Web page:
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This article was first published 5 years ago  » News » The heart interview you must read

The heart interview you must read

By Vaihayasi Pande Daniel
Last updated on: April 26, 2019 18:00 IST
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Advice for a healthy heart from one of India's top heart surgeons.

Do you have heart disease?

Illustration: Dominic Xavier/

If India gallops ahead with its current rate of heart disease, Dr Ramakanta Panda, head of the Asian Heart Institute in Mumbai, who has performed close to 25,000 heart surgeries, fears the nation will be looking at a $4 trillion heart care problem in the future.

That is a national cardiac bill India can ill afford.

The only way possible to avoid such an epidemic, Dr Panda asserts, is Healthy Heart Management.

"Alcohol has no health benefits to prevent heart disease," Dr Panda tells's Vaihayasi Pande Daniel in the final segment of a three-part interview.

What has been one of your most interesting cases as a surgeon? Most complicated case?

I started my career in Bombay with a patient like that.

It was the third patient of mine. In those days -- I am talking about 1993, I still remember it was 22 January -- angioplasty was still evolving and the complication risks were higher.

For this patient, during angioplasty, the heart stopped. The heart was not reviving. So they approached me and they had already been massaging for 15, 20 minutes -- technically the person was dead.

So I talked to the family. I said extremely high risk, very little chances of survival. (They said) whatever it is, you should take the risk and go ahead and operate.

I operated. The person was in coma for a month or so. But he survived. Still alive 26 years later. This was in Breach Candy (hospital, south Mumbai). Twenty-six years later, that person is still alive and doing well.

So it was one of my first and very satisfying at the very beginning of my practice here in Mumbai.

Since then, I have done many, many, highly complex cases.

Recently we did one youngster. Twenty years old. He had a valve replacement at the age of 13 or 14. He was very small (then). Very small valve because the heart was small that time.

Earlier,had put in a 17 mm valve. He had become a tough 5'11" tall boy and already 80 kilos.

The valve has become very small for him. Unfortunately, when you do valve replacement that area become very, very tight. It doesn't increase in size.

I had to do a very, very complex valve replacement and put in a 23 mm valve; where I had to cut inside the heart open and I had to enlarge the heart from inside. Very, very complex.

Plus, in the meantime his main pipe burst out. I had to do aneurysm surgery. So, in total, it involved five types of surgery. The boy is doing extremely well.

How long did that surgery take?

That was 17 hours of surgery.

Today I am doing one exactly like that. This young lady already had two surgeries before. That boy had surgery second time. This (lady) I am doing for the third time. It will go in for 17 hours now.


Illustration: Dominic Xavier/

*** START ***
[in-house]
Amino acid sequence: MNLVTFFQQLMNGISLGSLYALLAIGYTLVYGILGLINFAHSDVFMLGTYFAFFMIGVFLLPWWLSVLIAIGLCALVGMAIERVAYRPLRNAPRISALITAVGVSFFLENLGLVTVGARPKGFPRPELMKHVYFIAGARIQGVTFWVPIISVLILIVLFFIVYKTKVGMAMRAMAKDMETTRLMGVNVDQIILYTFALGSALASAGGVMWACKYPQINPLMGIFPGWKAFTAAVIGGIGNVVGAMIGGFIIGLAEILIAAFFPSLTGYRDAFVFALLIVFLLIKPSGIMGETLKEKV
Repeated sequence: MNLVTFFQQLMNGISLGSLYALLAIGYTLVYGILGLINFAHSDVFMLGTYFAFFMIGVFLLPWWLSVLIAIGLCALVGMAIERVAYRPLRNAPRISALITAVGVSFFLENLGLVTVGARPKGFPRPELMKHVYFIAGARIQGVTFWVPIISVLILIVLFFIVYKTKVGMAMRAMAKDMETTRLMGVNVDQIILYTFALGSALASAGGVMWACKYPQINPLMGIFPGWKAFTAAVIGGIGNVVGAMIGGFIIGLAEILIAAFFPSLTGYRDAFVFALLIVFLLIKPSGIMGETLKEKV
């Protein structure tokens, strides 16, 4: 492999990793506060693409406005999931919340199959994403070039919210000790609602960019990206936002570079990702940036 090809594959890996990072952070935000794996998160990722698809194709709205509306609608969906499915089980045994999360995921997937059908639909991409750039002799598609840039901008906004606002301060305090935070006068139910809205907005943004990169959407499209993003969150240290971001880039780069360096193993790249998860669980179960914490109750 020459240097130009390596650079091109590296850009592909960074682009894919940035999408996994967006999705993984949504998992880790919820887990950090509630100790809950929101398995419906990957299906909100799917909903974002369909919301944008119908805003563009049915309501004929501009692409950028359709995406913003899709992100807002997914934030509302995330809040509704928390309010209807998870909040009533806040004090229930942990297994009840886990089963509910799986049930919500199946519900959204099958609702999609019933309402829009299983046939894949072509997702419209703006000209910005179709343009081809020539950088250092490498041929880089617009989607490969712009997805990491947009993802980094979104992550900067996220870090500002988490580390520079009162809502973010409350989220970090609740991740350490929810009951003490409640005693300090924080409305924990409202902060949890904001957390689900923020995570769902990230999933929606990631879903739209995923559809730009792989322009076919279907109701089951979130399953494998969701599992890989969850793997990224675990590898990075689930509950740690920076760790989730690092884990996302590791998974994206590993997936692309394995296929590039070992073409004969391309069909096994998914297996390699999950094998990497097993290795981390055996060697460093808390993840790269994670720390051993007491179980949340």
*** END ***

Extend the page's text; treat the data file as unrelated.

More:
Illustration: Dominic Xavier/

How do you know if you are in the hands of a good heart doctor? I believe you and your hospital have been leading this campaign against 'cuts' (given for a recommendation by another doctor).
Where should you go when you first think you have heart illness? To a GP? Or should you find a cardiologist?
How do you not get into the hands of a cardiologist who unnecessarily suggests angioplasty?

If you strongly suspect you have a heart problem, it is better to go at least to an MD physician, not a general practitioner.

An MD physician has a little better knowledge about diagnosing and treating the heart disease. I don't think there is any indication to go to a cardiologist straight away.

If the physician thinks you have a higher possibility of heart disease, then you need to see a cardiologist.

The first check up you routinely do is an ECG. But unfortunately the ECG doesn't show anything. Unless the person already got a heart attack or something the ECG will not show any changes.

If the cardiologist suspects the person has a possible heart blockage then they do what is called a stress test. Because no matter how critical block a person has usually the heart still gets adequate blood supply at a rest condition like if you are sitting in a chair.

Even if I have a 90 per cent blockage the heart still gets adequate blood. The moment you do additional exercise and the heart needs more blood, then it shows up.

There are various types of stress tests. There is the regular stress test which is a little less effective in diagnosing heart disease.

There is something more specific which is called stress thallium or stress echo. That is far more accurate. One can do that.

If that is showing as a positive, then one has to go for an angiogram. If that is negative 0nce can mange it medically.

There is something called CT calcium scoring, just like X-ray, takes a few seconds to do. And it has very less radiation. If the CT calcium score (cardiac CT for calcium scoring) is showing that it is zero, chances of the person having a blockage is very less.